In another report (Abstract No. 106PD; 25th April), Italian researchers showed that genetic analysis can help identify patients who are at high risk of relapse after surgery to remove lung cancer. The 3 gene signature may allow oncologists to classify patients with stage I non-small-cell lung cancer who underwent curative surgical resection in high or low risk molecular category, beyond conventional predictors and decide which appropriate treatments they should receive.

The test includes the gene LCK, which is an important marker of immune cell anticancer activity, DUSP-6 which regulates a signaling pathway involved in cancer spread, and ERCC1, which is thought to be a significant prognostic and therapeutic biomarker in non-small-cell lung cancer. These findings mean that we can potentially improve not only the prognostic stratification of patients, but also the choice of the more appropriate adjuvant drug after surgery, i.e. which patients will benefit most.

Source: ESMO

Magnets in cancer treatments - a new oncology tool or a bad idea?

Biopsy results can be ambiguous: sometimes they can be negative simply because there are too few malignant cells in the sample to be detected - not because all trace of disease has gone. Researchers from the University of New Mexico and the company Senior Scientific, both in Albuquerque, have devised a solution that harnesses the power of magnetic attraction.

The idea is to use magnetic iron oxide nanoparticles encased in a biocompatible material. These in turn can be coated with antibodies that bind to chemicals found only in cancerous cells. When injected into the body, thousands of the particles stick to cancer cells, turning them into miniature magnets. The cells can then be drawn towards magnets encased in the tip of a biopsy needle (Source: Physics in Medicine and Biology, vol 52, p 4009).

A mathematical model of the system confirmed that significant numbers of cancer cells, laden with nanoparticles, could be attracted to a needle within two or three minutes. In the lab, the researchers showed that a magnetised needle could attract leukemia cells surrounded by nanoparticles and suspended in blood or other synthetic materials designed to mimic bodily fluids. Nanoparticles have been used before to destroy diseased cells, but this was the first time they actually retrieved cells.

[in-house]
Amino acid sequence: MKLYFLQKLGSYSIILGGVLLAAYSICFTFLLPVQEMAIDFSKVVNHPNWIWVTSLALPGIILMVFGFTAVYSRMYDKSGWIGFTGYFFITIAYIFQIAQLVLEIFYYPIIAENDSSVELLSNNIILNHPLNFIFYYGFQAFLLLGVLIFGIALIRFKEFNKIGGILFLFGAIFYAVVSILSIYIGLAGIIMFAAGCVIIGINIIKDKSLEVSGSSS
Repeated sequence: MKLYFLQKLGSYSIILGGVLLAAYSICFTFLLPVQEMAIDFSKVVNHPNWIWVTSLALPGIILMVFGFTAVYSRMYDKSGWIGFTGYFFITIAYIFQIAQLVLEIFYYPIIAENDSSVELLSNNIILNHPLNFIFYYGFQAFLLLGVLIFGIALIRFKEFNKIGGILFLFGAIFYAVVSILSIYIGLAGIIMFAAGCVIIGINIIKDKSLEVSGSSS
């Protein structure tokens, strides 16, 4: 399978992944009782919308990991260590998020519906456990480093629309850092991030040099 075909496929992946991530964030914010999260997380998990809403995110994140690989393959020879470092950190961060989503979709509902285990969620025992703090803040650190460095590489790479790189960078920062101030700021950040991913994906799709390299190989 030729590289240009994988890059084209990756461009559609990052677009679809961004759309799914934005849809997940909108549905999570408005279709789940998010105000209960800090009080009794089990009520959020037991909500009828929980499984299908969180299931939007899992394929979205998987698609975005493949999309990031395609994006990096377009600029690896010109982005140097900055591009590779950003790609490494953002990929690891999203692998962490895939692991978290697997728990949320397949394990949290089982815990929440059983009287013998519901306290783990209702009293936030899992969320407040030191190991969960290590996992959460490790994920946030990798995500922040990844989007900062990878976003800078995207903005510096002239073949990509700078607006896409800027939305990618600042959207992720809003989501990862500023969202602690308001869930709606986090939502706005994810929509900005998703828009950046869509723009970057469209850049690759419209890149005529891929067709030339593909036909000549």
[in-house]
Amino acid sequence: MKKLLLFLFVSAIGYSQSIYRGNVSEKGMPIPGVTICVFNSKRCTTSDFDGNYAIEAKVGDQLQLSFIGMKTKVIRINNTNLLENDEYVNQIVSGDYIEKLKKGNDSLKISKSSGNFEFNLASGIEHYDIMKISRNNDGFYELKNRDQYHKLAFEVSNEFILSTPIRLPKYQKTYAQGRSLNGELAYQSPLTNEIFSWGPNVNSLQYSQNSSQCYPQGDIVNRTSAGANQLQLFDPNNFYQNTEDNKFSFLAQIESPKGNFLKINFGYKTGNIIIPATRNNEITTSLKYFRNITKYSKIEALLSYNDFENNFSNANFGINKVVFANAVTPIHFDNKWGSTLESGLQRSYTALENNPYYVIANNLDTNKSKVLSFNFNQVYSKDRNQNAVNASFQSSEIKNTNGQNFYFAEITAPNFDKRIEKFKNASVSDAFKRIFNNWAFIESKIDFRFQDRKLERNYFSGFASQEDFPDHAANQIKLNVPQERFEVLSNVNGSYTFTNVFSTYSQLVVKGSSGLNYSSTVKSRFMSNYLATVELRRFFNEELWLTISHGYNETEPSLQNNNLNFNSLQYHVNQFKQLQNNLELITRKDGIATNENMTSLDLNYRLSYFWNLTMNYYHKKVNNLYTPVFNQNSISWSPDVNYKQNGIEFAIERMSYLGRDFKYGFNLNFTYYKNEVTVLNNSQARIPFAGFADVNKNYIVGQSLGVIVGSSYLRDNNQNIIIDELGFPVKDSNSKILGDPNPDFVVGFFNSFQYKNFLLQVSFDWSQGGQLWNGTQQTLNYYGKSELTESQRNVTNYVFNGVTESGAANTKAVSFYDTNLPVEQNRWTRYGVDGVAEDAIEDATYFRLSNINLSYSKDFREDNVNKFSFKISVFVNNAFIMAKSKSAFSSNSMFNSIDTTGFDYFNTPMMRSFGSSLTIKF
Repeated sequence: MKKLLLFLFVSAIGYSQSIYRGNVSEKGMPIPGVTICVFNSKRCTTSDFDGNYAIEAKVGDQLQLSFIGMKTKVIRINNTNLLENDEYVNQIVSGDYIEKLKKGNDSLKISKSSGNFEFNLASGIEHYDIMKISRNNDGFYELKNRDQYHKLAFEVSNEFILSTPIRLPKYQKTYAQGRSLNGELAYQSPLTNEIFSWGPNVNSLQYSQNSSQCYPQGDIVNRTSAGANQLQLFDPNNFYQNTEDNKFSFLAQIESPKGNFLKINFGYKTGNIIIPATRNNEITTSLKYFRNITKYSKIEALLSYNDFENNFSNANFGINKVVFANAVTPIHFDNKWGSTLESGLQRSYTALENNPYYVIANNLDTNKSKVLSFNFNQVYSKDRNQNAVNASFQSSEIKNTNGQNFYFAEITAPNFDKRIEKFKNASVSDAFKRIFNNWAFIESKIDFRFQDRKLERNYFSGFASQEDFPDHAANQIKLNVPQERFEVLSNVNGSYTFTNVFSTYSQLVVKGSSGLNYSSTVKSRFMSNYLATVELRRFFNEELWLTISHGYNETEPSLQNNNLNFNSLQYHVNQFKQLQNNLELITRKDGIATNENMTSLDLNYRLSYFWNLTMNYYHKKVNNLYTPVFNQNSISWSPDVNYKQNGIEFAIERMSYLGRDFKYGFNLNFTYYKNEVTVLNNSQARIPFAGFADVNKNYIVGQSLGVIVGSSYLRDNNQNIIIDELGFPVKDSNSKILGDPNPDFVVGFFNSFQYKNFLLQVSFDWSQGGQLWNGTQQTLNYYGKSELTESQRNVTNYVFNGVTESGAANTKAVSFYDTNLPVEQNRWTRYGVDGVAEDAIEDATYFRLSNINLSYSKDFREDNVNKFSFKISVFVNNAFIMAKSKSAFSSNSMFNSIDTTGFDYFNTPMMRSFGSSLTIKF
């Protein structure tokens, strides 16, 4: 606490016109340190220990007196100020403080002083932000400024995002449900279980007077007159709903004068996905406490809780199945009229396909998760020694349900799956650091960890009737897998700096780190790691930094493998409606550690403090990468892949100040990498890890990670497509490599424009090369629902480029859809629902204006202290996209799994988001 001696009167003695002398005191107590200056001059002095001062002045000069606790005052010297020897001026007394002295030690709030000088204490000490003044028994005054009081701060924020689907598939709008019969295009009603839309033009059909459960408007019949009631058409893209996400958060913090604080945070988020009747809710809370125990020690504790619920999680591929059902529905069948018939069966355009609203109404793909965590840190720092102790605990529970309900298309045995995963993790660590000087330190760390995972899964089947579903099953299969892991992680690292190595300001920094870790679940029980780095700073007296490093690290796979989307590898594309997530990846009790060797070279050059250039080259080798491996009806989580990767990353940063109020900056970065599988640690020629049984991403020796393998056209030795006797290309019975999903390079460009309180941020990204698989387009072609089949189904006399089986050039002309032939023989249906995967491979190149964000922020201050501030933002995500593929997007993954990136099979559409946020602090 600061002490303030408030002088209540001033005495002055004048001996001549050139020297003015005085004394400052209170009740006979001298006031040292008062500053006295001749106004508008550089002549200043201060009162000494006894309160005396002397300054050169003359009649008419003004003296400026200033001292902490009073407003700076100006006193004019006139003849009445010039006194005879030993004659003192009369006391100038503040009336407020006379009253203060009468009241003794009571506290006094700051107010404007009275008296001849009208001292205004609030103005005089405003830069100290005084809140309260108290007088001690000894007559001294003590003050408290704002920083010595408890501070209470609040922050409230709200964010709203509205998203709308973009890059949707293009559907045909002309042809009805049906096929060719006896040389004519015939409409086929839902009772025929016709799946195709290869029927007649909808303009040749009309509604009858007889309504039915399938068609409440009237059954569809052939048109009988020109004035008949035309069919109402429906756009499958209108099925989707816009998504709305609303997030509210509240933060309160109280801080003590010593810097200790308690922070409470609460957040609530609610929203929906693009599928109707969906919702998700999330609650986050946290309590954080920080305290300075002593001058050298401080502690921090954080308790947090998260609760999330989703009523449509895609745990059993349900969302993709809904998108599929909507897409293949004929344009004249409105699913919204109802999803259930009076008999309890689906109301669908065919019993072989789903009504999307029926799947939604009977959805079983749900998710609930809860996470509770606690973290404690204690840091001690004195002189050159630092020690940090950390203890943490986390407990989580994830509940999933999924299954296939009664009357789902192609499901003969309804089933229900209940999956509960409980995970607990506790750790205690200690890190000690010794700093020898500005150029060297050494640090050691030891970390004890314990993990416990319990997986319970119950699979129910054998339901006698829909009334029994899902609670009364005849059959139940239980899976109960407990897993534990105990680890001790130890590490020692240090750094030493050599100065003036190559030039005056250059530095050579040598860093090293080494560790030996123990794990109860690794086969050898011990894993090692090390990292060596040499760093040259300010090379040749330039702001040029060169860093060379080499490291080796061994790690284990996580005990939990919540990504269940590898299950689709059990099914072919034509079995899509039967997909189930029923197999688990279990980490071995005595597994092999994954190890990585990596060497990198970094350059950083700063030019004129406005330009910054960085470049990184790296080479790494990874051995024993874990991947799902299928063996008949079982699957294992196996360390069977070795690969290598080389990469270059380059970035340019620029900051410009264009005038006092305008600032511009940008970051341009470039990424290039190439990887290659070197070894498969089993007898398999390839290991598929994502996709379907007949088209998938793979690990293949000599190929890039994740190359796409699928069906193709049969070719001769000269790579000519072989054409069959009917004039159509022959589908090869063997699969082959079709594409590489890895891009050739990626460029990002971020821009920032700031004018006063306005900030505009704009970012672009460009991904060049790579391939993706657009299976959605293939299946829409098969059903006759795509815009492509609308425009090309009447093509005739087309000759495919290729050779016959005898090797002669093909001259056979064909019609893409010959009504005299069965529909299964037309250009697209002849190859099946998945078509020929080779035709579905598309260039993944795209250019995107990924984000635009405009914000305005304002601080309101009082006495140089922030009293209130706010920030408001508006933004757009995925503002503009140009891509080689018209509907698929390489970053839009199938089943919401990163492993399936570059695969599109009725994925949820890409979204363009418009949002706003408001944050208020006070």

More recently, researchers have been wondering if cancer treatments be enhanced by something as simple as a magnet. A promising way to tackle some diseases is to deliver cells with modified genes to diseased tissue. Getting enough of the modified cells to the affected area can be tricky.

Claire Lewis and colleagues from the University of Sheffield inserted magnetic nanoparticles, as well as cancer-fighting genes, into monocytes, the white blood cells commonly used in gene therapy, and injected them into mice with tumours. A magnet placed above the tumour caused the cancer-fighting monocytes to congregate there (Source: Gene Therapy, DOI: 10.1038/gt.2008.57).

Monday, April 28, 2008

Metatasis in cancer - a new treatment strategy?

Metastasis is the spread of a tumour to different parts of the body and is a major driver of mortality in patients with advanced cancer.

Increasingly, researchers are discovering biomarkers that may predict early metastasis. For example, the chemokine receptors CCR7 and CXCR4 have been shown to play an important role in cancer metastasis. By studying the differential expression of CCR7 and CXCR4, along with the biomarker HER2-neu, is possible to evaluate whether these biomarkers could predict axillary lymph node metastasis in breast cancer.

As more biomarkers are identified in different cancer types, improved knowledge of this complex process may provide a platform for the development of molecularly targeted therapeutics aimed at either the tumor cell or its interaction with the host microenvironment.